Saturday, February 12, 2005

The Eason Jordan Mess 

As most people in the blogospher know, there has been a big brew-ha-ha over Eason Jordan of CNN.  His slanderous remarks to the World Economic Forum in Switzerland that the US military in Iraq was targeting and killing journalist started it all.  The basic outcry was “Prove it!”

He couldn’t because they weren’t and now he has resigned from CNN.

CNN put it this way:

ATLANTA, Georgia (CNN) -- CNN chief news executive Eason Jordan resigned Friday, saying the controversy over his remarks about the deaths of journalists in Iraq threatened to tarnish the network he helped build.

Jordan conceded that his remarks at the January 27 World Economic Forum were "not as clear as they should have been." Several participants at the event said Jordan told the audience U.S. forces had deliberately targeted journalists -- a charge he denied.

"After 23 years at CNN, I have decided to resign in an effort to prevent CNN from being unfairly tarnished by the controversy over conflicting accounts of my recent remarks regarding the alarming number of journalists killed in Iraq," Jordan said in a letter to colleagues.

He resigned because he was WRONG.  His remarks by them self did not tarnish CNN.  CNN’s failure to follow up on the story in a timely and accurate manor tarnished them!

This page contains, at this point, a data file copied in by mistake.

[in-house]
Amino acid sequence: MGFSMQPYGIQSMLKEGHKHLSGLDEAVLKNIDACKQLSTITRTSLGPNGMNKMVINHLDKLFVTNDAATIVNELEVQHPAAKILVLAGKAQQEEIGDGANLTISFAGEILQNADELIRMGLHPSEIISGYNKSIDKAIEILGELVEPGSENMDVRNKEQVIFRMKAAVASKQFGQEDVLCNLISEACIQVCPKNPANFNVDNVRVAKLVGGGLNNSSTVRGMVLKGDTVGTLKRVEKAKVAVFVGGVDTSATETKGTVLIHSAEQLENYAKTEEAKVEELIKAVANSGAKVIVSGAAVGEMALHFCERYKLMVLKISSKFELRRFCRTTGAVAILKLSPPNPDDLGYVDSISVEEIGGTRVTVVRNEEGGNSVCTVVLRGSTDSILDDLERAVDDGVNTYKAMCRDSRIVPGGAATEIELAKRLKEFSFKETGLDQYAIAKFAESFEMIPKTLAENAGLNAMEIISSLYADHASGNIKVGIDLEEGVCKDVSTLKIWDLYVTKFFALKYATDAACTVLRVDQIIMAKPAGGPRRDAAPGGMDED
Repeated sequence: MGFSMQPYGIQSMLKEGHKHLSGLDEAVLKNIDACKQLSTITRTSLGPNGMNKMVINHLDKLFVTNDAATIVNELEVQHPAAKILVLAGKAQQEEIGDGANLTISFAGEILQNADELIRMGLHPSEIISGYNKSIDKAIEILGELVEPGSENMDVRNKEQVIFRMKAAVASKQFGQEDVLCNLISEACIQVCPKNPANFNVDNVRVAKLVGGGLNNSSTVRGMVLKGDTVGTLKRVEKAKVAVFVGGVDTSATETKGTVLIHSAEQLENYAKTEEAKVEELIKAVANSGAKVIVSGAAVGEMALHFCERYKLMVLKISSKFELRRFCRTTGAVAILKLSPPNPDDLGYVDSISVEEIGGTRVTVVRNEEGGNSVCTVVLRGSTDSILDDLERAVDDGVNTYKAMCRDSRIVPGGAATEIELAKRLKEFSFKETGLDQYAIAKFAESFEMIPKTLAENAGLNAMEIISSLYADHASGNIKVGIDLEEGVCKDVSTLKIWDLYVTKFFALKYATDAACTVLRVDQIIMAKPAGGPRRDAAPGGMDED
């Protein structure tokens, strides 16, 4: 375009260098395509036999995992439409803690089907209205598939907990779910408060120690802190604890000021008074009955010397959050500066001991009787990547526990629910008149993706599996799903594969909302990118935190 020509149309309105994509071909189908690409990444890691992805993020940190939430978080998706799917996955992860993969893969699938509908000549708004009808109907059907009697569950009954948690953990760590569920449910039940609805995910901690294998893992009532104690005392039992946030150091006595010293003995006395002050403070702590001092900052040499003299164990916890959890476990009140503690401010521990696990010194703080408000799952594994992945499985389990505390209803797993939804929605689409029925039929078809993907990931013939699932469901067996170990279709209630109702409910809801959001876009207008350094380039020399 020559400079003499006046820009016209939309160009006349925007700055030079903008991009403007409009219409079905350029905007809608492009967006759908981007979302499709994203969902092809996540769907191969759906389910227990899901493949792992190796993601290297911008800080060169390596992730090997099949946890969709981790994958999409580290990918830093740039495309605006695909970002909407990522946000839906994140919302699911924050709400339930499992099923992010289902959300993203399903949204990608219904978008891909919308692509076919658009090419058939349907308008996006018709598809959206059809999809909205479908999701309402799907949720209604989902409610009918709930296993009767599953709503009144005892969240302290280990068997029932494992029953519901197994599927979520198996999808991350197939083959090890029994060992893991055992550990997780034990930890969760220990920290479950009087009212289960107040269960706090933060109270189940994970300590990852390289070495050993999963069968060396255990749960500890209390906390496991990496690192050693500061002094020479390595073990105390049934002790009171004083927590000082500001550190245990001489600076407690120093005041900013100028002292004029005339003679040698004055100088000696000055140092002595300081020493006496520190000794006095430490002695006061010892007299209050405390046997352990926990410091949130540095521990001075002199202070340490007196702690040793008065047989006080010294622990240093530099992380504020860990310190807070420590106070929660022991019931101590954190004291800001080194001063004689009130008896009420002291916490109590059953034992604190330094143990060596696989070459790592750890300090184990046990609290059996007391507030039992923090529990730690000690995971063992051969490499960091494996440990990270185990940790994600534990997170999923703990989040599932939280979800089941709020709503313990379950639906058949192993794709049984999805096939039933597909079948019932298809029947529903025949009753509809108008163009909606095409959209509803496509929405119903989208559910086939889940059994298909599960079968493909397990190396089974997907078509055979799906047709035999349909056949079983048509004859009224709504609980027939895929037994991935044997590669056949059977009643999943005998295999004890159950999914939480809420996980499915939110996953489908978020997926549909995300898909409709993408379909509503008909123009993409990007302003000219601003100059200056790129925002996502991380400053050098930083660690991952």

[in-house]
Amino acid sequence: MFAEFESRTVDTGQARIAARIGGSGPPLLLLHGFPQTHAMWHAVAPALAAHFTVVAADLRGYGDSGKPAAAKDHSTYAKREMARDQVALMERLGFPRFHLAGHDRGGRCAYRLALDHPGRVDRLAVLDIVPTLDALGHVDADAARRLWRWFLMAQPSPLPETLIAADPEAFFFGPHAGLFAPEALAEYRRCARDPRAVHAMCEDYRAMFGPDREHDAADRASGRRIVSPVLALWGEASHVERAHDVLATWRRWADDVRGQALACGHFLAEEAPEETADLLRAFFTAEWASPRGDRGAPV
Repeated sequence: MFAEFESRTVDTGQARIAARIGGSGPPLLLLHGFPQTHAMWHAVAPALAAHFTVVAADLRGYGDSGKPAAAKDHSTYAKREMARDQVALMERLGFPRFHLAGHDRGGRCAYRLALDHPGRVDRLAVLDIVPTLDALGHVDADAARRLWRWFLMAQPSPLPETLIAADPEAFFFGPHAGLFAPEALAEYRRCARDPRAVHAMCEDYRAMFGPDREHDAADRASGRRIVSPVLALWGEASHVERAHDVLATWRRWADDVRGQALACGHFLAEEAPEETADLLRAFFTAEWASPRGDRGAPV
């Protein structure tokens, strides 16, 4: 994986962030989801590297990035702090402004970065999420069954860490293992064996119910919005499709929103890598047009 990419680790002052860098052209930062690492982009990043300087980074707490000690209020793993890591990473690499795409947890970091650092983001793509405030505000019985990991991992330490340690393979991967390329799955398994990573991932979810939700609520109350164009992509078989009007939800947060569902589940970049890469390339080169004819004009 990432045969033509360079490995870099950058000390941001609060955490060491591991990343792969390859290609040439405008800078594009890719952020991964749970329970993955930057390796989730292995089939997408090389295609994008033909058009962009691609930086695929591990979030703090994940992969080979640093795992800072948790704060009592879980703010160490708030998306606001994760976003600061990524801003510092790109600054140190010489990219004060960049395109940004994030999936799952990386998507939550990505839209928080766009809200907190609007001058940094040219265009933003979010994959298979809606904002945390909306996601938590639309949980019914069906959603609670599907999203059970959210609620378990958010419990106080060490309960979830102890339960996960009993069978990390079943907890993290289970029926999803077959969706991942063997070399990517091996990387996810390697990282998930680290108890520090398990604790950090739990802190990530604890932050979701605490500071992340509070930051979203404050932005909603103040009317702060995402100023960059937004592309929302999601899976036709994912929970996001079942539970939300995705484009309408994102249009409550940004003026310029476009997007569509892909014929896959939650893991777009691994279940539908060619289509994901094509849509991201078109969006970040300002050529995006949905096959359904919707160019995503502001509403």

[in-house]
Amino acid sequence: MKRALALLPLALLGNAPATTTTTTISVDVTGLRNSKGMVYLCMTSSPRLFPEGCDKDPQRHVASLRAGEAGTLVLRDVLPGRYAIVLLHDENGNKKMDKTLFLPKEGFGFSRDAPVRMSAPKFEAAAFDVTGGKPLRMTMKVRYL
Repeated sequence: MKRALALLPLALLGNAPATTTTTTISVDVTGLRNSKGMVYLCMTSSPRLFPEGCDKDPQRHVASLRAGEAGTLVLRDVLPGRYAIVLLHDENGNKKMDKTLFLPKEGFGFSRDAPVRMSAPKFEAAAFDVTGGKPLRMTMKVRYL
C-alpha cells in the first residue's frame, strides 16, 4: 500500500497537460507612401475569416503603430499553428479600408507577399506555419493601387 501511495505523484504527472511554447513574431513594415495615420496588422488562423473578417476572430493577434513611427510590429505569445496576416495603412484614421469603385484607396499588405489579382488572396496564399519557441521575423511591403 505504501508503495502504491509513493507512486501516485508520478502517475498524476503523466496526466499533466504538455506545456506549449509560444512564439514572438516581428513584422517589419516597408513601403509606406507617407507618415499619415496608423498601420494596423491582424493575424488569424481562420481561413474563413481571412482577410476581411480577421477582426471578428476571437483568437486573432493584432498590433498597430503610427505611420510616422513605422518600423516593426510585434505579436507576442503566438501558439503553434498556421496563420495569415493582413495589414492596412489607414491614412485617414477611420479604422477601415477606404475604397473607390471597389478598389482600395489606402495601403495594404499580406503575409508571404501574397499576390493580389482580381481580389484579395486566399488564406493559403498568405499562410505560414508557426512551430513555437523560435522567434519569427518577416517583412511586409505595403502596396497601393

There are many places to find the whole story.  Start with Michelle Malkin for an excellent re-cap and then on to Easongate (run in part by Blackfive) for all the little details.  Rebecca MacKinnon played an important part from the beginning with personal thoughts and of course our main source for where to find the latest has been Hugh Hewitt. As Hugh would say, “This has been a blog swarm in action.”  There are too many other links to post here, but you can find them all at The Truth Laid Bear.

For the slanderous charges Jordan made against the fine men and women serving our country in the military, resignation is the least he could do.  He has chosen the coward’s way out.


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